In 2005, Mooney moved to Winter Park, where she worked as a personal chef and wrote a regular food column for a south Florida magazine. She took an active interest in Winter Park politics and was there when the Winter Park Voice was founded. She wrote occasional pieces for the Voice, including the Childers bio that this piece replaces.

    The Winter Park Voice is one of a large number of “hyper-local” publications that have sprung up across the U.S. in response to the decline of the major daily newspapers and the resulting deficit of local news coverage. The Voice’sbeat is Winter Park City Hall, and its purpose is to help the residents of our city better understand the political forces that shape our daily lives.

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4 replies
  1. There Goes The Neighborhood says:

    If this Comp Plan is approved, kiss Winter Park goodbye as we know it. Words matter. It’s no accident that the words “Village Character” has been eliminated from the proposed Comp Plan. It’s a binary choice folks. Does Winter Park want a “Village” character or a “City” character? If you want to see what a “City” character looks like, go to downtown Orlando sometime and take note of what you see. Take a drive down Orange Avenue south of Colonial on a Saturday night about 10:00 pm. Take the words “Village Character” out of the Comp Plan, and downtown Orlando becomes the new vision for what Winter Park will soon be.

    And no-limit-on-square-feet-size big box stores are just the beginning. Get ready for the giant office towers. Bars and tatoo parlors lined up on our picturesque streets, replacing our high end establishments. Urban decay. Increased crime. Attraction of undesirable elements. Did I mention being trapped in unimaginable traffic jams? This is the proposal to be voted on Monday. Tell your Commissioners to vote “No” unless the words “Village Character” stay where they are, with no changes to surrounding words to dilute its meaning. And tell them that you vote.

    You like traffic? You ain’t seen traffic until Wal-Mart moves into town. And if Wal-Mart moves in to a town, Sam’s Club often does too. And then they attract dozens of periphery retail and “other” businesses. A strip club is located just across the way from a big box store, only minutes north of Winter Park. You want strip clubs in Winter Park? Try explaining that to your kids when you take them to the big box store sometime. Tell Commissioners that you vote and that you say “No” to big box stores too.


  2. Beth Hall says:

    The current comp plan in Policy 1-3.1.4 states that the city must take steps to “Ensure the Timely Provision of Facilities at Adequate levels of Service.”

    This meant that BEFORE any development order or building permit was issued, the City had to require that services- including parks/recreation, roads, drainage sewer and potable water etc had to be provided concurrent with the impacts of the development to meet the needs of that development. Alternatively, permits would be conditioned on availability of adequate levels of service. Generally this is referred to as a “concurrency requirement”.

    The revised comp plan removes the words “parks” and roads” from Policy 1-3.1.4. (It also eliminates the term “concurrently” and says services & facilities can be EITHER “available” or “programmed”)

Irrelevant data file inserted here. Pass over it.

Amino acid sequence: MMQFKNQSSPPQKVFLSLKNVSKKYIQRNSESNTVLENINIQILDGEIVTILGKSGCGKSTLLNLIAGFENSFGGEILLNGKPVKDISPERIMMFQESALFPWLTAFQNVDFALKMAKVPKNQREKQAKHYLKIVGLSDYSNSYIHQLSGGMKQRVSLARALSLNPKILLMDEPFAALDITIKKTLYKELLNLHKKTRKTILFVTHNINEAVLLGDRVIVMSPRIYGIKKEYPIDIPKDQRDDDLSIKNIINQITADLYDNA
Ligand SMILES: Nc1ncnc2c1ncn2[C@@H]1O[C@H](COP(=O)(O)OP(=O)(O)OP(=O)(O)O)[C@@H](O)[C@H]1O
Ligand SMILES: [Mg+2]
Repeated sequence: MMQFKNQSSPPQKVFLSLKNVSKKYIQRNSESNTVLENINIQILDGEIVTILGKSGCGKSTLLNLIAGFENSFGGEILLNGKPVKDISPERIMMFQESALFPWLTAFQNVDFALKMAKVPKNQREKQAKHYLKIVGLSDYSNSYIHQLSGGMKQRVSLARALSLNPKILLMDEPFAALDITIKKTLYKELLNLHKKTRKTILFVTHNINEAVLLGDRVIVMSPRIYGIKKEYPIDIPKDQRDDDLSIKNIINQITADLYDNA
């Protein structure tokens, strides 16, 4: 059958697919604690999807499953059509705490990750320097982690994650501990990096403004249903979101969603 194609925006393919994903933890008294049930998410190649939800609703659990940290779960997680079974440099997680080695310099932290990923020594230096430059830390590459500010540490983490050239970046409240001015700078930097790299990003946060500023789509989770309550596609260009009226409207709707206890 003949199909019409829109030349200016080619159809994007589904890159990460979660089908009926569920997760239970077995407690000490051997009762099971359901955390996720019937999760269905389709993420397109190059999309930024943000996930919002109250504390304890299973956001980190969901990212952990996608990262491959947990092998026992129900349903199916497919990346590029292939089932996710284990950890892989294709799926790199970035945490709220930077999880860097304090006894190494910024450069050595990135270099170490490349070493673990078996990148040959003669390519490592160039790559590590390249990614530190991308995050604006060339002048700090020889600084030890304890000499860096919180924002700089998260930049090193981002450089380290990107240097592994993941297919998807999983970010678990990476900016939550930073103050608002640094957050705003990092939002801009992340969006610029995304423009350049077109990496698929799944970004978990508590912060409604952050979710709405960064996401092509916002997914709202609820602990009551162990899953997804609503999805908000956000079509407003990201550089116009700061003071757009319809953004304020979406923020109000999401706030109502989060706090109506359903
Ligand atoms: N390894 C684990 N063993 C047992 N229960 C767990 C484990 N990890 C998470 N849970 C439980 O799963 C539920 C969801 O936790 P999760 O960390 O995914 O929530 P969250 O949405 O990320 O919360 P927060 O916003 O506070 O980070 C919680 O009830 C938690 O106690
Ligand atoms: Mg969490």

The 2011 Community Planning Act is Florida legislation that eliminated any STATE level mandate for concurrency, leaving it instead to the “discretion” of local municipalities to set it’s own level of service standards.

    I am uneasy seeing the words “parks” and “roads” being eliminated from the comp plan in this section. The word “recreation” remains but does “recreation” have to mean parks?

    Roads and the impact of development on our roads should certainly remain a stated priority, in my opinion.

    Some other weakening of parks protection appears elsewhere in the revised comp plan.

    The weakening is evident in:

    Removal of the word “guaranteed” when discussing the minimum level of 10 acres of parkland per 1,000 residents. Policy 6-1.1.1

    Requiring a “majority vote” by the City Commission as opposed to an “extraordinary vote” to convert publicly owned parkland to other uses. Pol. 6-2.4.1

    Substituting the words “should” and “should not” for the words “shall not” in Policy which governs the City’s ability to enter contracts or agreements that would allow land not owned by the City to count toward the park acreage level of service. The Ten Commandants don’t use “should” and “should not” because these words just aren’t strong enough.

  3. Beth Hall says:

    Good news. I was wrong ! “Parks” IS in the revised concurrency policy.

    In reviewing the Commission Agenda Packet again last night, I see that the former concurrency Policy 1-3.1.4 has now changed. This change happened AFTER transmittal to the State for their review.

    In the revised comp plan this is Policy 1-3.1.3. (I was actually present at the coffee talk where this was clarified. )

    Now the word “recreation” is removed and the word “parks” is back. Unfortunately, concurrency for “roads” is still not being included.

    I stand by my comments that I see a weakening in the level of protection for parks in
    the other 2 sections which I noted.

  4. cj williams says:

    I am reminded as I drive around town, I am not seeing any signs or bumper stickers that say “Winter Park-we want to be more like Maitland”